Certainly, both Depardieu and Dewaere do exude a deceptive charm beneath their veneer of puerile misogyny and their jack-the-lad cockiness has us largely rooting for them, even if Blier repeatedly undermines their self-confidence by their 'castration’ – first, (almost literally) via Pierrot’s gunshot wound, then via the apparent (sexual) disinterest shown by Miou-Miou’s Marie-Ange and later as Jacques Chailleux’s geeky Jacques is able to awaken in Marie-Ange something our 'heroes’ were not, much to their obvious chagrin (these latter two sequences being among the film’s many genuinely funny moments). Along the way, Blier gives us a taste of more serious (though still characteristically offbeat) themes as Jean-Claude and Pierrot pick up (the impressive) Jeanne Moreau’s seeming kindred (outsider) spirit Jeanne, just released from prison, whilst a young Isabelle Huppert puts in a late appearance as the rebellious 16-year old daughter, Jacqueline, as Blier’s pair of miscreants purloin from her parents yet another car to continue their escapades.
With its very brazen anarchic, sexual and violent content plus an over-riding satirical sense, Blier’s film variously called to my mind films as disparate as A Clockwork Orange, Bonnie & Clyde and the work of Luis Bunuel and whilst it may not compete with the level of cinematic accomplishment of such works, it remains a vibrant piece of cinema.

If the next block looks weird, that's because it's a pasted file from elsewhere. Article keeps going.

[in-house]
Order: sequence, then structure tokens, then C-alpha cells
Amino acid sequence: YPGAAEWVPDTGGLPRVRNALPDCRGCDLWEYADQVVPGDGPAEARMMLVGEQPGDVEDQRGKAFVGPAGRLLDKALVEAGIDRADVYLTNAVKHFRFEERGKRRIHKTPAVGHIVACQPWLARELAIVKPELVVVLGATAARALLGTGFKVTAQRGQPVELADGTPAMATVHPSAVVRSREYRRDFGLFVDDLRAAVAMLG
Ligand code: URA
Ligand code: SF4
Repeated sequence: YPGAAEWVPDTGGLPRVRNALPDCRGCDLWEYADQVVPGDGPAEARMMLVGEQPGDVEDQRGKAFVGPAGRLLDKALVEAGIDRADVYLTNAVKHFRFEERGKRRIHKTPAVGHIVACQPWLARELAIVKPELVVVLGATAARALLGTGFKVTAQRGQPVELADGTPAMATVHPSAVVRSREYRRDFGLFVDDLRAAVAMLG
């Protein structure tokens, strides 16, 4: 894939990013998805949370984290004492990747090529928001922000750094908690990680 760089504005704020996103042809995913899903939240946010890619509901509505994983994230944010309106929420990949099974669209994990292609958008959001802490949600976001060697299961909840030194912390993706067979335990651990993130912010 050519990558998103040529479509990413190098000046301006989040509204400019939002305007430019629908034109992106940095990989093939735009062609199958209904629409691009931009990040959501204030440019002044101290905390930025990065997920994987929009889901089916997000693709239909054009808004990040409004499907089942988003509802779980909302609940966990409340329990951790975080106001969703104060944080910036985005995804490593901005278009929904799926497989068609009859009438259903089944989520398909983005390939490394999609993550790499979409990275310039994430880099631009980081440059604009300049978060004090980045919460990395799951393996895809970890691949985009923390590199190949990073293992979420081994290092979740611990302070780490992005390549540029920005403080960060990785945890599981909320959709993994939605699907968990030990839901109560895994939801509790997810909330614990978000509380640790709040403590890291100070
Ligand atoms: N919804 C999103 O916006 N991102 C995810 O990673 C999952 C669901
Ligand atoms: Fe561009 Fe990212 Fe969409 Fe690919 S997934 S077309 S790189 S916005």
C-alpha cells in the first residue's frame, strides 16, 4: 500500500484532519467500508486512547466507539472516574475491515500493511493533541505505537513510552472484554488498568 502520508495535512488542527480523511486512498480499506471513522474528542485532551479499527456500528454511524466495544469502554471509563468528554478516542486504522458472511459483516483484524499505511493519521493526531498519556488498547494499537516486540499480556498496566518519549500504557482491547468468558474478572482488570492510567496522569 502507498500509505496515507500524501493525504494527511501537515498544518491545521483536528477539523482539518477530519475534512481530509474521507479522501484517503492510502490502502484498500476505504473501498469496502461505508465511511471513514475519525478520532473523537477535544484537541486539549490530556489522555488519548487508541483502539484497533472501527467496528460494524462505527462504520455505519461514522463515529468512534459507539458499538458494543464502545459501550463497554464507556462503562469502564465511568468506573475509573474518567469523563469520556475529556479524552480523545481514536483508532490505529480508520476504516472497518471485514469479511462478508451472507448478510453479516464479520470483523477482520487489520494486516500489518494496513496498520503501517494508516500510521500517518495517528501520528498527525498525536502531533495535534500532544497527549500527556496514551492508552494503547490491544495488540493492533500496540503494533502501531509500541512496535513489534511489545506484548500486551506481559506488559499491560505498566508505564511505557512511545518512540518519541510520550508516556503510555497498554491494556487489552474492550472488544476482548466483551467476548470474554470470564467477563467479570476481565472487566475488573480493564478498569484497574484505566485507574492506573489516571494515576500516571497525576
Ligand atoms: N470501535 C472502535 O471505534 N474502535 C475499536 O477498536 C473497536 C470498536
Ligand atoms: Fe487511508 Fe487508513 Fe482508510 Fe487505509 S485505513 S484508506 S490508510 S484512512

Les Valseues have key elements to be a classic: Excellent performances (Depardieu outstanding, Deweare almost touching perfection, Miou Miou is unforgettable) Completely original script. Superb direction and control of an almost totally implausible story. One of my favorite films of all times. Adult themes, outrageous situations, drama, passions and relationships tested to the limit.